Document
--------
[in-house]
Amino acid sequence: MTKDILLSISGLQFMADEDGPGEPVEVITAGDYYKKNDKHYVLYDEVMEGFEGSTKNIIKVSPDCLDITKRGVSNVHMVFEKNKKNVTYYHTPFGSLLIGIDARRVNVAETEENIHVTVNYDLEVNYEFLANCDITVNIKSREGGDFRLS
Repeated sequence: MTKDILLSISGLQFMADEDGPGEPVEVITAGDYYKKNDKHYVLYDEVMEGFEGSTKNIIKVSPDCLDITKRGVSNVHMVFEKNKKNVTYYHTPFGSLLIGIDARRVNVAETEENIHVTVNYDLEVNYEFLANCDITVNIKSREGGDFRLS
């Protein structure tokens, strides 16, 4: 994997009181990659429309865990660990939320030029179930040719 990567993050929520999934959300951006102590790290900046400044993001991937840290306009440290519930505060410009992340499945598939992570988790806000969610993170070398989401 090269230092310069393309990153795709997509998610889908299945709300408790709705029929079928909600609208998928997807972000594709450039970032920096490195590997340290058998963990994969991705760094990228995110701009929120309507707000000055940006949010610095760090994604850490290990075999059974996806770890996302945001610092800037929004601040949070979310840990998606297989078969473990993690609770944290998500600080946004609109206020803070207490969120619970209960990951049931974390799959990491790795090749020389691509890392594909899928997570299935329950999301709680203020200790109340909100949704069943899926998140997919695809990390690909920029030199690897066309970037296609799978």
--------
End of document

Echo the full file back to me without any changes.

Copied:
[in-house]
Amino acid sequence: MTKDILLSISGLQFMADEDGPGEPVEVITAGDYYKKNDKHYVLYDEVMEGFEGSTKNIIKVSPDCLDITKRGVSNVHMVFEKNKKNVTYYHTPFGSLLIGIDARRVNVAETEENIHVTVNYDLEVNYEFLANCDITVNIKSREGGDFRLS
Repeated sequence: MTKDILLSISGLQFMADEDGPGEPVEVITAGDYYKKNDKHYVLYDEVMEGFEGSTKNIIKVSPDCLDITKRGVSNVHMVFEKNKKNVTYYHTPFGSLLIGIDARRVNVAETEENIHVTVNYDLEVNYEFLANCDITVNIKSREGGDFRLS
């Protein structure tokens, strides 16, 4: 994997009181990659429309865990660990939320030029179930040719 990567993050929520999934959300951006102590790290900046400044993001991937840290306009440290519930505060410009992340499945598939992570988790806000969610993170070398989401 090269230092310069393309990153795709997509998610889908299945709300408790709705029929079928909600609208998928997807972000594709450039970032920096490195590997340290058998963990994969991705760094990228995110701009929120309507707000000055940006949010610095760090994604850490290990075999059974996806770890996302945001610092800037929004601040949070979310840990998606297989078969473990993690609770944290998500600080946004609109206020803070207490969120619970209960990951049931974390799959990491790795090749020389691509890392594909899928997570299935329950999301709680203020200790109340909100949704069943899926998140997919695809990390690909920029030199690897066309970037296609799978």